Perhaps I have just not been paying enough attention, but this announcement took me completely by surprise. Of course, I was aware that there has been an ongoing project for some time to create a closer ‘Single Economic Market’ (SEM) across Australia and New Zealand, and I have written in the past about some of the proposals pertaining to the two countries’ IP systems, such as the implementation of a single integrated application and examination process, and a unified regulatory regime for patent and trade marks attorneys.
However, I was not aware of any specific progress on the patent attorney regulatory regime. Until this announcement, the most recent update on progress in the SEM initiatives was back in January, when IP Australia indicated that further development of the single application/examination process was dependent upon passage of the NZ Patents Bill 2008, in order to ‘more closely align the patents laws of New Zealand and Australia.’
What I found surprising was not merely that an agreement [PDF, 92 kB] has been drafted and signed by the Australian and New Zealand governments, but that New Zealand has completely capitulated to the Australian regulatory regime, in the form it will take following commencement of the Raising the Bar reforms on 15 April 2013. This is despite the fact that New Zealand practitioners responded to a discussion paper on the proposal back in 2011 with almost universal (and quite understandable) opposition to the idea of a common regulatory regime based on the Australian system.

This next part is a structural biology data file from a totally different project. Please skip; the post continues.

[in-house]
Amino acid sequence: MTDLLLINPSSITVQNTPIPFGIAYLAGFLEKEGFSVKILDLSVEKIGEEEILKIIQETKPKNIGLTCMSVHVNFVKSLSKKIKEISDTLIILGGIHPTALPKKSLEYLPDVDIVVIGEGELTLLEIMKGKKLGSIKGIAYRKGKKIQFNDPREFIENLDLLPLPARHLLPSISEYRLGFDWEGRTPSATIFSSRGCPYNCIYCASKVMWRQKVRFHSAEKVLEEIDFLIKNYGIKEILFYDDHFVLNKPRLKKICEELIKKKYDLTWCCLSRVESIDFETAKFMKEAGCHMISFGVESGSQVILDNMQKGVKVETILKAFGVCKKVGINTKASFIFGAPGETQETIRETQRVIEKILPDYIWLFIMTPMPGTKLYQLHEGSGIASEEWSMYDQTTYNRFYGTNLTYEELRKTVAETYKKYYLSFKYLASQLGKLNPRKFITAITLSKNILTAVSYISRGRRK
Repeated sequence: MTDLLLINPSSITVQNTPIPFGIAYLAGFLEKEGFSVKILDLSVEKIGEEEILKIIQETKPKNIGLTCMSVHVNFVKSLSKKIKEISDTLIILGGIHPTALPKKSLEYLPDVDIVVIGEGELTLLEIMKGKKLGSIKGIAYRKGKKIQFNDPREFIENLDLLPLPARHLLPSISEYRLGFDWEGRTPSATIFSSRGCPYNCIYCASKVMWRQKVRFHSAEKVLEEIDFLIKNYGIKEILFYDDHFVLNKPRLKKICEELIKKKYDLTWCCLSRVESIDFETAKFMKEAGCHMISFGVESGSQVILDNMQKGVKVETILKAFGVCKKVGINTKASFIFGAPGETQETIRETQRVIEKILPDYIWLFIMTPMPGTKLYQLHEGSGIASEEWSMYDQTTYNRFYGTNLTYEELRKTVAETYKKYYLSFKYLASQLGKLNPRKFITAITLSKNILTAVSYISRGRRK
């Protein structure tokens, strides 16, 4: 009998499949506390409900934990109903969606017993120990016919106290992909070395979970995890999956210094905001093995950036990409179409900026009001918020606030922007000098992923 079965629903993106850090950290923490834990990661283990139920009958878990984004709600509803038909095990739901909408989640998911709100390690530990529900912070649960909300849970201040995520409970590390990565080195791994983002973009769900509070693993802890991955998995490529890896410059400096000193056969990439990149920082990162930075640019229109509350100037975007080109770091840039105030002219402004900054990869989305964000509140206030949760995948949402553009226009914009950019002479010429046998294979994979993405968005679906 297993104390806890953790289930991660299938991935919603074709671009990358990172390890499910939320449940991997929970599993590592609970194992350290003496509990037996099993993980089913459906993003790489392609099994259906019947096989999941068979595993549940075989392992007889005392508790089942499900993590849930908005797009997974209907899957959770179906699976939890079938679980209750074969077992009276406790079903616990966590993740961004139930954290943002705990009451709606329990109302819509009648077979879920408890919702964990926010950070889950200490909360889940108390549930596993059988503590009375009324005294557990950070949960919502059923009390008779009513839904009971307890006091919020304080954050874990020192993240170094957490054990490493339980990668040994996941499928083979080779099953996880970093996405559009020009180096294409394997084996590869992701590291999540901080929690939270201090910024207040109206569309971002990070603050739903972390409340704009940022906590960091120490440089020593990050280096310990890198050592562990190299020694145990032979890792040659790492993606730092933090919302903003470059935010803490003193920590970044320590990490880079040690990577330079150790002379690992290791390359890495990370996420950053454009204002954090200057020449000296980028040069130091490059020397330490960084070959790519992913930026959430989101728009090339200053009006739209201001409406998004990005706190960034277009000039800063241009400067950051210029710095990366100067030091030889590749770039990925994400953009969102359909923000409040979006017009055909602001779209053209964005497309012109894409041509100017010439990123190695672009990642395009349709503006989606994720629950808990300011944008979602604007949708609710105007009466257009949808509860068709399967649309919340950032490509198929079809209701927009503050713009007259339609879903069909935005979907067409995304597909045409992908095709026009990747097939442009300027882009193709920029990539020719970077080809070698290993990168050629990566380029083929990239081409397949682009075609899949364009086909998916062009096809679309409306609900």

New Zealand patent attorney Matt Adams has written on his PatentBuff blog, with some justification, that this move could result in further contraction of the (already small) cohort of registered patent attorneys in New Zealand.
‘Net Benefit’ v ‘Mutual Benefit’Adams’ concerns are not new. The New Zealand Institute of Patent Attorneys (NZIPA) expressed similar reservations in a submission [PDF, 104 kB] responding to a study conducted last year by the Australian and New Zealand Productivity Commissions on ‘strengthening economic relations between Australia and New Zealand’. NZIPA drew on an economic analysis of the proposed changes under SEM prepared by the Bureau of Economic Research Limited (BERL), which reported that: